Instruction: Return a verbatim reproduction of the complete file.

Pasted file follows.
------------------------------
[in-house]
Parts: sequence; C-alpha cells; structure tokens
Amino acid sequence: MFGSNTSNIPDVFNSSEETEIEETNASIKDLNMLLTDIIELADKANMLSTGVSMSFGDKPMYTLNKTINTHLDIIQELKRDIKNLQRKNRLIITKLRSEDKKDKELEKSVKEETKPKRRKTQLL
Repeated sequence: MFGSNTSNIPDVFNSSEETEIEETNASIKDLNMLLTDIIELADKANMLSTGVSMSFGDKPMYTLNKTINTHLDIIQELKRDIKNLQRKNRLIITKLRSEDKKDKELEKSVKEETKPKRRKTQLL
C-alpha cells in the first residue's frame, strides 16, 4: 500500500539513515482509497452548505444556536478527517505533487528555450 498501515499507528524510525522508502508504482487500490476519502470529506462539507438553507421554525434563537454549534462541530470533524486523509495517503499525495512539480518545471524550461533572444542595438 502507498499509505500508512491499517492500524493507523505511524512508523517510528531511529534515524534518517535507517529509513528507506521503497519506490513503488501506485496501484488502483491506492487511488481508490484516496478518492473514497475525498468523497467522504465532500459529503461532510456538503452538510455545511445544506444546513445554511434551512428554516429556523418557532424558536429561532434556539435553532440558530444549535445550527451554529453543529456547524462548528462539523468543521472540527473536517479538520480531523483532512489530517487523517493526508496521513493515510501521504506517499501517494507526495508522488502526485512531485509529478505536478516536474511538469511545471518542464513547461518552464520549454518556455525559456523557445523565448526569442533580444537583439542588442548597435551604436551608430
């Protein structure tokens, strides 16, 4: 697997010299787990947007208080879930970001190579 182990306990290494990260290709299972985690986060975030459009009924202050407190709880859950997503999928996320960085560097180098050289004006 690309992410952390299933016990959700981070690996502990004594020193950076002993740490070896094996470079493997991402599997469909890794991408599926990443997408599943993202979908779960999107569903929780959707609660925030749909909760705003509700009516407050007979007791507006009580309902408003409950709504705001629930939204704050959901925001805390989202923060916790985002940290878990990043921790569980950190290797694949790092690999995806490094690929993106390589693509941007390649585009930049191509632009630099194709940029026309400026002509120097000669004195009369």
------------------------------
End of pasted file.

[in-house]
Parts: sequence; C-alpha cells; structure tokens
Amino acid sequence: MFGSNTSNIPDVFNSSEETEIEETNASIKDLNMLLTDIIELADKANMLSTGVSMSFGDKPMYTLNKTINTHLDIIQELKRDIKNLQRKNRLIITKLRSEDKKDKELEKSVKEETKPKRRKTQLL
Repeated sequence: MFGSNTSNIPDVFNSSEETEIEETNASIKDLNMLLTDIIELADKANMLSTGVSMSFGDKPMYTLNKTINTHLDIIQELKRDIKNLQRKNRLIITKLRSEDKKDKELEKSVKEETKPKRRKTQLL
C-alpha cells in the first residue's frame, strides 16, 4: 500500500539513515482509497452548505444556536478527517505533487528555450 498501515499507528524510525522508502508504482487500490476519502470529506462539507438553507421554525434563537454549534462541530470533524486523509495517503499525495512539480518545471524550461533572444542595438 502507498499509505500508512491499517492500524493507523505511524512508523517510528531511529534515524534518517535507517529509513528507506521503497519506490513503488501506485496501484488502483491506492487511488481508490484516496478518492473514497475525498468523497467522504465532500459529503461532510456538503452538510455545511445544506444546513445554511434551512428554516429556523418557532424558536429561532434556539435553532440558530444549535445550527451554529453543529456547524462548528462539523468543521472540527473536517479538520480531523483532512489530517487523517493526508496521513493515510501521504506517499501517494507526495508522488502526485512531485509529478505536478516536474511538469511545471518542464513547461518552464520549454518556455525559456523557445523565448526569442533580444537583439542588442548597435551604436551608430
């Protein structure tokens, strides 16, 4: 697997010299787990947007208080879930970001190579 182990306990290494990260290709299972985690986060975030459009009924202050407190709880859950997503999928996320960085560097180098050289004006 690309992410952390299933016990959700981070690996502990004594020193950076002993740490070896094996470079493997991402599997469909890794991408599926990443997408599943993202979908779960999107569903929780959707609660925030749909909760705003509700009516407050007979007791507006009580309902408003409950709504705001629930939204704050959901925001805390989202923060916790985002940290878990990043921790569980950190290797694949790092690999995806490094690929993106390589693509941007390649585009930049191509632009630099194709940029026309400026002509120097000669004195009369």